“It’s actually a very common problem for me,” Kingsbury said. “Exactly a year ago I got my first apartment in North Adams, and it was a tireless search. It took months and months to contact people. … As our population dwindles, one of the ways we could increase our population is to encourage young people from the two colleges in this neighborhood to stay in the neighborhood.

“It’s very hard to do without having affordable housing for a recent graduate or current student.”

Barrett stressed the need for state support to rehabilitate the existing housing stock.

“Affordable housing was very important to me in my previous life in politics, including what we tried to do in the town of North Adams,” he said. “This state is committed – in policy emanating from the administration – to building new housing. We need to begin rehabilitation of existing properties in the state of Massachusetts. I have filed three bills asking for money so that we can rebuild our neighborhoods in this state, especially here.

“Instead of letting [homes] fall into the wrecking ball, we should work to rehabilitate them, make them affordable. Start developing affordable housing programs by taking those run down properties, fixing them up, creating a low interest mortgage with a low down payment so that the young starting family can have the ability [to own a home].”

One of the sharpest exchanges of the night came early on, after Kingsbury identified transparency in government as one of her top priorities if elected to the House. Barrett countered by defending his own personal transparency, saying he had always been upfront about all the votes he cast in the Full House and in committee and asking Kingsbury directly which vote she would like to know.

Kingsbury responded by asking Barrett why he voted against a bill that would have required the identification of the votes of all House members in committee. Barrett replied that only two Democrats from the Beacon Hill Progressive Caucus voted differently than him on the bill in question.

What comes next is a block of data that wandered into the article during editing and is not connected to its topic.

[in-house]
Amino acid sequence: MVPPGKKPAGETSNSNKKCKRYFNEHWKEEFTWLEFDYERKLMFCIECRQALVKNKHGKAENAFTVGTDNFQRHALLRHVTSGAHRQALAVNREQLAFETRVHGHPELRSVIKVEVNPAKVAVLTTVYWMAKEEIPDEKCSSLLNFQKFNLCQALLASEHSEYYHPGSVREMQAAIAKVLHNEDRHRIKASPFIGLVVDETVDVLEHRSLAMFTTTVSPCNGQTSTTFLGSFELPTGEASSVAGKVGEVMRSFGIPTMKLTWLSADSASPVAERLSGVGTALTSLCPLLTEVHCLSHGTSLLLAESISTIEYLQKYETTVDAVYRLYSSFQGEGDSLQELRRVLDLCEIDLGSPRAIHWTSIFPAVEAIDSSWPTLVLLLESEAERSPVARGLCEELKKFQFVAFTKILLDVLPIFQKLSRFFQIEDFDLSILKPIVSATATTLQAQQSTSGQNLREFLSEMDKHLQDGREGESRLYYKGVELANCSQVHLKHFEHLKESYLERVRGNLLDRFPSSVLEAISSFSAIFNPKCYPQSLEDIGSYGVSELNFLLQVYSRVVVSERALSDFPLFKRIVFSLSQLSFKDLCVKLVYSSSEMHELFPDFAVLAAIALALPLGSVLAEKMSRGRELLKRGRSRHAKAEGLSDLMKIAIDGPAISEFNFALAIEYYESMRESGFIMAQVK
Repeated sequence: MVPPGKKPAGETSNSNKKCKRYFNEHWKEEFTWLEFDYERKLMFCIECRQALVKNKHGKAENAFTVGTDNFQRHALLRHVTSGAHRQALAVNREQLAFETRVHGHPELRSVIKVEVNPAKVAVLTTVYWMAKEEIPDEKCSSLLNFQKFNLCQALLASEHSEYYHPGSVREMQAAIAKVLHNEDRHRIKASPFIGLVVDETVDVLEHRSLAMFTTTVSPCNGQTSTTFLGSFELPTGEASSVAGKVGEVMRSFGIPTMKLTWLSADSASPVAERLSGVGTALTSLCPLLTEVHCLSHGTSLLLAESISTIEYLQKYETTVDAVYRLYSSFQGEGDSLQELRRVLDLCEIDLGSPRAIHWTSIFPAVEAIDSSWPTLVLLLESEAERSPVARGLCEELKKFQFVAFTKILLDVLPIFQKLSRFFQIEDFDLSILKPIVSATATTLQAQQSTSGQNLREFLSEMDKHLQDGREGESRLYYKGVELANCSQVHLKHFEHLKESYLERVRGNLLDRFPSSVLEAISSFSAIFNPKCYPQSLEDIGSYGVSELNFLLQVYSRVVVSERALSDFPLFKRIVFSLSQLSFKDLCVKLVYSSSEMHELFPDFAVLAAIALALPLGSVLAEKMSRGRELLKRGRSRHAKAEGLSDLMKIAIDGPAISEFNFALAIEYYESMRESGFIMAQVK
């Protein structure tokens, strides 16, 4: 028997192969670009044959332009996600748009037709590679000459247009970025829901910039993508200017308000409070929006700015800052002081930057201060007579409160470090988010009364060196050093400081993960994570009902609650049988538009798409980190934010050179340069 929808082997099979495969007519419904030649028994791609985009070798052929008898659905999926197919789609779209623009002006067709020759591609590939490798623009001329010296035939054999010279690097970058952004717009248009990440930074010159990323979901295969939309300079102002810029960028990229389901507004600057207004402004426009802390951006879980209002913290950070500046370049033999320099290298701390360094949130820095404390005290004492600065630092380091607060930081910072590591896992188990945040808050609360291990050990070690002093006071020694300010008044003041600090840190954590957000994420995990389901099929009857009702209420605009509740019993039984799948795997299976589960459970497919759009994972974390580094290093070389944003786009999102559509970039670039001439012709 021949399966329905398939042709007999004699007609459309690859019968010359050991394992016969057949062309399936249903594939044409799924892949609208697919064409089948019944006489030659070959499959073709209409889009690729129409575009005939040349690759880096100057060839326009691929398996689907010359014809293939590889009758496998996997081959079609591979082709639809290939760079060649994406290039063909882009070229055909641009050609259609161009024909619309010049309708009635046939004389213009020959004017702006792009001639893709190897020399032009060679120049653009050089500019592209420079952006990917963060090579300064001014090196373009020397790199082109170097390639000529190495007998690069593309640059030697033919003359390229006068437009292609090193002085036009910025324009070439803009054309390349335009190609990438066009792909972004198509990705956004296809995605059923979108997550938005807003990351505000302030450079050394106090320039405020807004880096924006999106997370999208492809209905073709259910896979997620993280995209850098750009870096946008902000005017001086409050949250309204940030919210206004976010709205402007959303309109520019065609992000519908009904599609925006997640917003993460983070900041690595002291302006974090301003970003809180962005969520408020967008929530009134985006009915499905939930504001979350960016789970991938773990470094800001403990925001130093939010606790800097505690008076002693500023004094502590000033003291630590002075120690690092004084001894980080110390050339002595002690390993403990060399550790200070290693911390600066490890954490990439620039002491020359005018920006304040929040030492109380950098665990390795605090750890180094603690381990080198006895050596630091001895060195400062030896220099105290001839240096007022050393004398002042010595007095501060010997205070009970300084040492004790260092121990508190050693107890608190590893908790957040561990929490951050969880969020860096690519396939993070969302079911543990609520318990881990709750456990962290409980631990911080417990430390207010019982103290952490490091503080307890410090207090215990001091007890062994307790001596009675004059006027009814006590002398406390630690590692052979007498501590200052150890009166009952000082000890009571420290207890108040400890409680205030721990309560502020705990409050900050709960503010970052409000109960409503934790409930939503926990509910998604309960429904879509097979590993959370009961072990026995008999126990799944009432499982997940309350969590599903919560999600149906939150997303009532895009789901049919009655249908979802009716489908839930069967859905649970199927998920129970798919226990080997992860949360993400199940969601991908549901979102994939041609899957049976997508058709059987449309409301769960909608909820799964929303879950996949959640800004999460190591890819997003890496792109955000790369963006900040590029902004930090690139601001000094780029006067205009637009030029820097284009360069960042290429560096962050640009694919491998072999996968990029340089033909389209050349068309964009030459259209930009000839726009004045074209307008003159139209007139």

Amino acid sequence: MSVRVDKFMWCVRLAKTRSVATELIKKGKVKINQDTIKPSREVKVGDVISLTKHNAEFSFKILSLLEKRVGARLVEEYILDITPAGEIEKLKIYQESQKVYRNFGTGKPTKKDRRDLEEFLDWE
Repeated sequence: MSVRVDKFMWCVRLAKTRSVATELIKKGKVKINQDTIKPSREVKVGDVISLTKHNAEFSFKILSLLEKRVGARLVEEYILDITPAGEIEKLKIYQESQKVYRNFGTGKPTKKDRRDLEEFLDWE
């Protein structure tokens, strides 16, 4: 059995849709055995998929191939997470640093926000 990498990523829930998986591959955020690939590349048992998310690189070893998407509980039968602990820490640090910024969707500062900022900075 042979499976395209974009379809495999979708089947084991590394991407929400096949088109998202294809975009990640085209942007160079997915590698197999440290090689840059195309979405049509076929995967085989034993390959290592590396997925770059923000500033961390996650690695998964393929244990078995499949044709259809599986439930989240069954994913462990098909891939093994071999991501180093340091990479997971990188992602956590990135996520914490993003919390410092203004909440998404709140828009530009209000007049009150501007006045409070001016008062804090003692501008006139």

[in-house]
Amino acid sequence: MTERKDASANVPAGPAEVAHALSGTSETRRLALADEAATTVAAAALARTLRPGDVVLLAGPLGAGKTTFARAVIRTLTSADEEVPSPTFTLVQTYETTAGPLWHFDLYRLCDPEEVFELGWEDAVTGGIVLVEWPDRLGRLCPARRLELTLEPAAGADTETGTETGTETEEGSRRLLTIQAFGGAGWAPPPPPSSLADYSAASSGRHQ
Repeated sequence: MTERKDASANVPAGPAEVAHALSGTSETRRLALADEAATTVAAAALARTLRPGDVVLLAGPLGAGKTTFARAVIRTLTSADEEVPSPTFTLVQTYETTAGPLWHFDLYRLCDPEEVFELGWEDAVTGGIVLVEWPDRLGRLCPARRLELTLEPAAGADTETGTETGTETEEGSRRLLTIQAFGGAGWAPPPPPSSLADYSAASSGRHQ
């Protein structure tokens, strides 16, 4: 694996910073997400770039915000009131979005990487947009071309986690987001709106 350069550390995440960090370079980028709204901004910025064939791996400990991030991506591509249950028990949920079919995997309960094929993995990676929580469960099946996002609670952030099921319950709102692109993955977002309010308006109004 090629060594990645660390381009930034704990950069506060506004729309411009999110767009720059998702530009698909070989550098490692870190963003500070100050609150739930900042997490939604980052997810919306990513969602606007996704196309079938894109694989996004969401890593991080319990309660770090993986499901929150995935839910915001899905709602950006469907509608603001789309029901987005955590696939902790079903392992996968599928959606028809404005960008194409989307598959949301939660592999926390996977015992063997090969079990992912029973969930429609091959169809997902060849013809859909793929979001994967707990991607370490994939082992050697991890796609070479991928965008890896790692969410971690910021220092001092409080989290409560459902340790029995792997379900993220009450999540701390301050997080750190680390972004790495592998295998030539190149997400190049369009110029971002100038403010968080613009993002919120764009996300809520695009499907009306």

At that point, moderator Jennifer Howlett stepped in and reminded the contestants that the event was not intended as a debate but as a common forum for them to discuss issues and move on to the next topic.

One topic where the candidates split slightly is same-day voter registration.

Barrett said he supports reform but is concerned about the ability of municipalities to execute it.

“Right now we have automatic voter registration, which I voted for and supported very strongly,” he said. “We did everything we could. But at the moment, in the town of North Adams, they could not handle same-day voter registration – as had been proposed.

“With automatic voter registration, if you come in to get your license, you come in to get anything state related, you can be automatically registered. Right now you can be registered until, I believe [Aug. 26]. We need to make sure we do [same-day registration] okay, but I want to make it perfectly clear that I voted for same-day voter registration. »

Kingsbury argued that same-day registration would help encourage voter turnout, especially among younger voters.

“It’s also something I’m passionate about implementing in our state, especially as a recent college graduate,” she said. “Encouraging young people to vote is often a harder thing to do, especially with all the deadlines and you forget to turn in your papers, and without same-day registration you can’t vote in the election.

“Especially with this primary coming up, MCLA students are just coming back to campus, and they’re not able to register in time to vote in a primary, which I find shameful, frankly. is a very important issue, especially as we involve more young people in politics.”

Key words: candidates forum, election 2022, primary,

Melvin B. Baillie